Until 1772 Neuteicherwalde was located in what was known as Royal Prussia (also known as Polish Prussia) in the Kingdom of Poland. The First Partition of Poland in 1772 resulted in the creation of a new province in 1773, called West Prussia, in which Neuteicherwalde was located. Neuteicherwalde was situated in the district (Kreis) of Marienburg until the establishment of the Free City of Danzig in 1920. The village came under the control of Nazi Germany during World War II until February 1945, when it was occupied by Soviet forces and returned to Poland. Today it is a settlement in the administrative district of Gmina Stegna, within Nowy Dwór Gdański County, Pomeranian Voivodeship.
The 1776 Prussian census lists eight Mennonite families in Neuteicherwalde with the following surnames: Isaac, Jantzen, Penner, Peter(s), Quiring, Reimer, and Wiebe. In 1820 Neuteicherwalde had 369 inhabitants with 24 Mennonites.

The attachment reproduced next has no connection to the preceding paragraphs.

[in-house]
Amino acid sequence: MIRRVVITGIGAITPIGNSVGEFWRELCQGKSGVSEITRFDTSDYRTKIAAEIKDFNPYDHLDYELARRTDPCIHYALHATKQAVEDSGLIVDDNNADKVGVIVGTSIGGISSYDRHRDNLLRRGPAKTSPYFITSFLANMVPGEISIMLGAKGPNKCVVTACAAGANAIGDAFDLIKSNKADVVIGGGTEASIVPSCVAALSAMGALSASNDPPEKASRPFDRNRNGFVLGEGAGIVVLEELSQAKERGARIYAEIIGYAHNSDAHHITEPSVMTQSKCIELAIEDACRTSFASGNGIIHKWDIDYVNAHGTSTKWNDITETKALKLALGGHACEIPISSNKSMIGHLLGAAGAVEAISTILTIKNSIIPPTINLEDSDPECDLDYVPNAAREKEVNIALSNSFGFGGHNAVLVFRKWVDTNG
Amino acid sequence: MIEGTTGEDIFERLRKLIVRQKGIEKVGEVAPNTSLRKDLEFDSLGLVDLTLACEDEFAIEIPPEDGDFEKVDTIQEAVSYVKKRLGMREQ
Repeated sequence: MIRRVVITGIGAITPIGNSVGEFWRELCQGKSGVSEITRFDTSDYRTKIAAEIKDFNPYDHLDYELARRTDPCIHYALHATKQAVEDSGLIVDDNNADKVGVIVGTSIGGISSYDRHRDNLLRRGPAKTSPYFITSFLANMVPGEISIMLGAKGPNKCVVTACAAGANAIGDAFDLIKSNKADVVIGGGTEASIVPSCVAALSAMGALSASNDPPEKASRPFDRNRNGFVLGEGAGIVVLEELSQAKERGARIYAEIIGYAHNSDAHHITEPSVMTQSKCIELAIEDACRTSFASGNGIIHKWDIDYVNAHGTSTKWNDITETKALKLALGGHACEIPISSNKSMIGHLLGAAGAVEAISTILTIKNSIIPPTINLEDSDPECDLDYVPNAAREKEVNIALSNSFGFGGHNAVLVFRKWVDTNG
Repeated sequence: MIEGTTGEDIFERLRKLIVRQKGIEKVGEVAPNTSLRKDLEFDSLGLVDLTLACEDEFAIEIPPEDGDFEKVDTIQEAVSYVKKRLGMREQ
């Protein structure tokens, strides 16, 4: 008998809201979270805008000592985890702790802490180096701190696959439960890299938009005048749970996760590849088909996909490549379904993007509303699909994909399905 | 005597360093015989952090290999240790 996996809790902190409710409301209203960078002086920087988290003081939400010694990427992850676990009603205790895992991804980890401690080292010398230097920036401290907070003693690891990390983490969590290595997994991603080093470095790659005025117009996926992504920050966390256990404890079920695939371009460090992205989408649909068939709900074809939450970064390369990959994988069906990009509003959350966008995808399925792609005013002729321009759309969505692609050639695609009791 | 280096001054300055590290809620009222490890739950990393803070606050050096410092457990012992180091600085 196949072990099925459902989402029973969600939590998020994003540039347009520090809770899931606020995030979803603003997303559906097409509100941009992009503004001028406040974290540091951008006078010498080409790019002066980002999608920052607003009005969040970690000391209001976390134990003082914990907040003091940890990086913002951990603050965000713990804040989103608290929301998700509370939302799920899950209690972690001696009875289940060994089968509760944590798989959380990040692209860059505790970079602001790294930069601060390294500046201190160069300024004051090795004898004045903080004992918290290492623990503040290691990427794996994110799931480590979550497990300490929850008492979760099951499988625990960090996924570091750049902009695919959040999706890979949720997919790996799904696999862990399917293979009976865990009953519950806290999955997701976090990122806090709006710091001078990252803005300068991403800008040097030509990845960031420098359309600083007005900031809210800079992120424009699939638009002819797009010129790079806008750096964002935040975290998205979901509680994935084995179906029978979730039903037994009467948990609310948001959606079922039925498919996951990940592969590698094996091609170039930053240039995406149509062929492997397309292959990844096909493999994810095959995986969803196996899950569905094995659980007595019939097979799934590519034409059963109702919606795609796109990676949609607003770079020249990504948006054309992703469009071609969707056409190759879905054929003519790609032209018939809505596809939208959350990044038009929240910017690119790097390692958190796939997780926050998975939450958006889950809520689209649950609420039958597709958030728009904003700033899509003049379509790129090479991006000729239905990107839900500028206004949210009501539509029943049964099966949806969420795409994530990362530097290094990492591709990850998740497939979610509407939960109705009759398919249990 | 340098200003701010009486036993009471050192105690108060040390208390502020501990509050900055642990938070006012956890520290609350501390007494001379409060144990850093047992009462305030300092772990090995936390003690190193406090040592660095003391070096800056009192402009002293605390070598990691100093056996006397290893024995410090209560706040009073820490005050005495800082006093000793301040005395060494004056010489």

Mennonites who were residents of Neuteicherwalde were members of the Bärwalde Mennonite Church.
Wikipedia. "Stawidła." Web. 4 December 2012. http://en.wikipedia.org/wiki/Stawid%C5%82a.
Wolf, Hans-Jürgen. "Familienforschung in Westpreußen." Web. 4 December 2012. http://www.westpreussen.de/cms/ct/ortsverzeichnis/details.php?ID=4719.
|Author(s)||Richard D Thiessen|
|Date Published||December 2012|
Cite This Article
Thiessen, Richard D. "Neuteicherwalde (Pomeranian Voivodeship, Poland)." Global Anabaptist Mennonite Encyclopedia Online. December 2012. Web. 28 Feb 2017. http://gameo.org/index.php?title=Neuteicherwalde_(Pomeranian_Voivodeship,_Poland)&oldid=95943.
Thiessen, Richard D. (December 2012). Neuteicherwalde (Pomeranian Voivodeship, Poland). Global Anabaptist Mennonite Encyclopedia Online. Retrieved 28 February 2017, from http://gameo.org/index.php?title=Neuteicherwalde_(Pomeranian_Voivodeship,_Poland)&oldid=95943.
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